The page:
The Red Lantern is deep-fried, spiced soft-shell crab in dried, whole chiles.
Before dining at the new Hutong, the only thing I’d heard was that I was in for a treat if I love soft-shell crab. (I do.) This remark proved to be true as soon as the Red Lantern approached the table. A large basket is filled with Ping-Pong-ball-size Red Lantern chiles.
Diners are meant to dig through the superhot chiles to unearth eight portions of fried soft-shell crab coated in chile dust. is delightful presentation is an apt representation of the restaurant’s style—the dishes are all beautiful but authentically Chinese and serve as conversation pieces.
Yu xiang crispy pork mochi dumplings
The hearty list of small plates is a good starting place for a group sitting in one of the spacious, rounded booths. Calamari might seem like a has-been appetizer, but this scored squid with Sichuan peppercorn is a must-try. Likewise, seemingly every Chinese eatery in Manhattan features a spring roll variant, but these—wrapped in a crispy, paper-thin glass noodle shell—stand apart.
Each one of the dim sum options has a twist. Shrimp dumplings are mildly avored with rosé Champagne, wagyu beef is presented as a mille- feuille, cod gets a pickled chile treatment, and lobster dumplings are black with charcoal and squid ink flavor.
The Comfortably Numb cocktail with vanilla vodka, litchi liqueur, Sichuan pepper, honey and lemon
Like the crab, the Peking duck is a large-format dish attempting to bring diners together in a sharing process. When it emerges from the kitchen, whole and gleaming a golden brown, everyone in the room seems to turn to envy the four to six people who will enjoy it with pancakes and lettuce cups. The large branzino comes bathed in spicy broth with wild mushrooms and Chinese celery, and rice, noodles or pea shoots can help soak up the heat. The Comfortably Numb cocktail is another smart way to counteract the Scoville Units; vanilla vodka and dried Sichuan peppers on the rim make for a sweet-plus-heat combo.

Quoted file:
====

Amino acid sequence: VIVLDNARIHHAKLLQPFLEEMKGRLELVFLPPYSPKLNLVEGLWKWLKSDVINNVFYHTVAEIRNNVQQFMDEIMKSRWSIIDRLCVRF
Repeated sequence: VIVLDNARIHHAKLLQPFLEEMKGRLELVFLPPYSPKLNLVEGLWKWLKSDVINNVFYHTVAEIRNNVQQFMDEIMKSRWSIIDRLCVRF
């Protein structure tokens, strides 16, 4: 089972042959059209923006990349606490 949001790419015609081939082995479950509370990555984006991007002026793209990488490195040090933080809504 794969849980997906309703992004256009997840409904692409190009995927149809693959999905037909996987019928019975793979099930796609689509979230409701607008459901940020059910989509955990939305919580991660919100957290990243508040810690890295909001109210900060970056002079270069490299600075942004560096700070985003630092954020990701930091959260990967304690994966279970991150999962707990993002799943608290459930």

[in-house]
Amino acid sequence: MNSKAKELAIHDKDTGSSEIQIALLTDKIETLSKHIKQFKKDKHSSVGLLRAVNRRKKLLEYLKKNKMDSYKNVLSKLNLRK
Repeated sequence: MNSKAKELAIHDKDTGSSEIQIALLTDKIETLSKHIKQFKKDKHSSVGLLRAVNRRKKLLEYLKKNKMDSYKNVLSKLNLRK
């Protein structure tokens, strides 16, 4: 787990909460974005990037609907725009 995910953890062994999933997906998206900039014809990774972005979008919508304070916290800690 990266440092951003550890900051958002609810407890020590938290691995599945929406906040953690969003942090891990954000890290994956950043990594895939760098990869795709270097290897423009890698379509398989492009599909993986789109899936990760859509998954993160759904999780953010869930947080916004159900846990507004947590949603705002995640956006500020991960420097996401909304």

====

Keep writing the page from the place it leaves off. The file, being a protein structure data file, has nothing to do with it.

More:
The bao and soy milk dessert features white sesame seed mousse and soy milk ice cream.
For dessert, pastry chef Conn Zhang continues to show a true Chinese spirit in innovative ways. The Peach Tears confection centers around the gum taken from Chinese wild peach trees, and one of the most impressive plates of all at Hutong is a dessert bao with a sesame seed mousse and a thin white chocolate shell.
The main dining room contains 140 seats, in addition to 83 in the lounge and four private dining rooms.
As amazing as the food is, the biggest wow moment might simply be walking through the doors. Located in the former Le Cirque space, interiors by Robert Angell Design International in collaboration with David Yeo are absolutely magnificent. Vaulted midnight blue walls set off inset silver leaf panels. A hallway to the bar serves as a oor-to-ceiling wine cellar, lit up like a futuristic art installation. Married with the art deco design are touches of in uence from Shanghai. For example, when guests enter the restaurant through Bloomberg Tower, the first welcome is a silver eternity knot on the door. The Chinese symbol wishes happiness and success, but the message seems needless to all those who are lucky enough to dine here.
Photography by: Interior, dumpling and dessert photos by Tanya Blum, all photos courtesy of Hutong